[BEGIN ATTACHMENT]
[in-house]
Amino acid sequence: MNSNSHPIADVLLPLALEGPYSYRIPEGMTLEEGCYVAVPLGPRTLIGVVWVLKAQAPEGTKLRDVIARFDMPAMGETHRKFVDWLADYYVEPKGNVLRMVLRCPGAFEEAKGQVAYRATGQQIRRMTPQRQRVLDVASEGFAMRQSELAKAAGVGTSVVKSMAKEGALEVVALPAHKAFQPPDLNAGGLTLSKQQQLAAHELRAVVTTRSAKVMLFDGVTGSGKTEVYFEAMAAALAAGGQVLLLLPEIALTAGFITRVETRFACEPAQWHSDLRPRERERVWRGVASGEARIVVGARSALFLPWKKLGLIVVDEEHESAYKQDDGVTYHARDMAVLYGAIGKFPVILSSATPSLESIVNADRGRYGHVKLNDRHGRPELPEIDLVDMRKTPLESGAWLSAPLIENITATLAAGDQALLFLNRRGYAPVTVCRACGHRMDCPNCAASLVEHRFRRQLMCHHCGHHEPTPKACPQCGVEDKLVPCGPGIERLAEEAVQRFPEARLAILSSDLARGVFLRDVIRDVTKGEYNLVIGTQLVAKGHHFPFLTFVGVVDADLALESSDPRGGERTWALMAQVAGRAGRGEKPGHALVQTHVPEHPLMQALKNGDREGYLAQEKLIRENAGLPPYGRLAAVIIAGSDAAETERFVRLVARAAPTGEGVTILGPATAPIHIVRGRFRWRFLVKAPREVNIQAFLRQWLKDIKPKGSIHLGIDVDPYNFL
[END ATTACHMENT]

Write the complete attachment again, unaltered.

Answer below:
[in-house]
Amino acid sequence: MNSNSHPIADVLLPLALEGPYSYRIPEGMTLEEGCYVAVPLGPRTLIGVVWVLKAQAPEGTKLRDVIARFDMPAMGETHRKFVDWLADYYVEPKGNVLRMVLRCPGAFEEAKGQVAYRATGQQIRRMTPQRQRVLDVASEGFAMRQSELAKAAGVGTSVVKSMAKEGALEVVALPAHKAFQPPDLNAGGLTLSKQQQLAAHELRAVVTTRSAKVMLFDGVTGSGKTEVYFEAMAAALAAGGQVLLLLPEIALTAGFITRVETRFACEPAQWHSDLRPRERERVWRGVASGEARIVVGARSALFLPWKKLGLIVVDEEHESAYKQDDGVTYHARDMAVLYGAIGKFPVILSSATPSLESIVNADRGRYGHVKLNDRHGRPELPEIDLVDMRKTPLESGAWLSAPLIENITATLAAGDQALLFLNRRGYAPVTVCRACGHRMDCPNCAASLVEHRFRRQLMCHHCGHHEPTPKACPQCGVEDKLVPCGPGIERLAEEAVQRFPEARLAILSSDLARGVFLRDVIRDVTKGEYNLVIGTQLVAKGHHFPFLTFVGVVDADLALESSDPRGGERTWALMAQVAGRAGRGEKPGHALVQTHVPEHPLMQALKNGDREGYLAQEKLIRENAGLPPYGRLAAVIIAGSDAAETERFVRLVARAAPTGEGVTILGPATAPIHIVRGRFRWRFLVKAPREVNIQAFLRQWLKDIKPKGSIHLGIDVDPYNFL